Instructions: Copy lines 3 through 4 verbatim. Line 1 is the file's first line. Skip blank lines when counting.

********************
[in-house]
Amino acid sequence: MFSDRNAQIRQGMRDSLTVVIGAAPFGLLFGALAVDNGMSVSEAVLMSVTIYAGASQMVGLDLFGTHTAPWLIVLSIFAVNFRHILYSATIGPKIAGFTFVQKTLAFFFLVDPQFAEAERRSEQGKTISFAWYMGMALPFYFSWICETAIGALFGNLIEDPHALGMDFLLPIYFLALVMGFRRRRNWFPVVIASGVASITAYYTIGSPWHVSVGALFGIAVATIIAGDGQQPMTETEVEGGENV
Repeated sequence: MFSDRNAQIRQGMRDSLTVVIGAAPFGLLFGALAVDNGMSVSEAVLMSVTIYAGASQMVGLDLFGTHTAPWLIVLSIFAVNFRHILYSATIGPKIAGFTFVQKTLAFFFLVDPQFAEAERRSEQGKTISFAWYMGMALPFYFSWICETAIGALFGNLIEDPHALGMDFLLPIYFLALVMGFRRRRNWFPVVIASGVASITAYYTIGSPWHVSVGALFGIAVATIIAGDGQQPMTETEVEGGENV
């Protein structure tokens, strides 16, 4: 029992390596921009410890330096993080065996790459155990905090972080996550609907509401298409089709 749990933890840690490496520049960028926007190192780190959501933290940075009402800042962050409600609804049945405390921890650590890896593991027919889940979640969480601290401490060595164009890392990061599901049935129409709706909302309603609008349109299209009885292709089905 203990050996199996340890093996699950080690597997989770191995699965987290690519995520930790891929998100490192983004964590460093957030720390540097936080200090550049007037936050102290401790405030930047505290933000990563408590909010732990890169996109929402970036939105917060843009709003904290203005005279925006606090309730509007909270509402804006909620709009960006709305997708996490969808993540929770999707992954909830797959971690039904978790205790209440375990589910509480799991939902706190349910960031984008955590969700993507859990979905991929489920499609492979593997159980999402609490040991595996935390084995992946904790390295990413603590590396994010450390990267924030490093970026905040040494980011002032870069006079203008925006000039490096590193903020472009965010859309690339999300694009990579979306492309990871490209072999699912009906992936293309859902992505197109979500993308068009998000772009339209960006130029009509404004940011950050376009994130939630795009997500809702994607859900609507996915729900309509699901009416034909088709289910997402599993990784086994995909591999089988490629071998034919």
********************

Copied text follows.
Repeated sequence: MFSDRNAQIRQGMRDSLTVVIGAAPFGLLFGALAVDNGMSVSEAVLMSVTIYAGASQMVGLDLFGTHTAPWLIVLSIFAVNFRHILYSATIGPKIAGFTFVQKTLAFFFLVDPQFAEAERRSEQGKTISFAWYMGMALPFYFSWICETAIGALFGNLIEDPHALGMDFLLPIYFLALVMGFRRRRNWFPVVIASGVASITAYYTIGSPWHVSVGALFGIAVATIIAGDGQQPMTETEVEGGENV
């Protein structure tokens, strides 16, 4: 029992390596921009410890330096993080065996790459155990905090972080996550609907509401298409089709 749990933890840690490496520049960028926007190192780190959501933290940075009402800042962050409600609804049945405390921890650590890896593991027919889940979640969480601290401490060595164009890392990061599901049935129409709706909302309603609008349109299209009885292709089905 203990050996199996340890093996699950080690597997989770191995699965987290690519995520930790891929998100490192983004964590460093957030720390540097936080200090550049007037936050102290401790405030930047505290933000990563408590909010732990890169996109929402970036939105917060843009709003904290203005005279925006606090309730509007909270509402804006909620709009960006709305997708996490969808993540929770999707992954909830797959971690039904978790205790209440375990589910509480799991939902706190349910960031984008955590969700993507859990979905991929489920499609492979593997159980999402609490040991595996935390084995992946904790390295990413603590590396994010450390990267924030490093970026905040040494980011002032870069006079203008925006000039490096590193903020472009965010859309690339999300694009990579979306492309990871490209072999699912009906992936293309859902992505197109979500993308068009998000772009339209960006130029009509404004940011950050376009994130939630795009997500809702994607859900609507996915729900309509699901009416034909088709289910997402599993990784086994995909591999089988490629071998034919």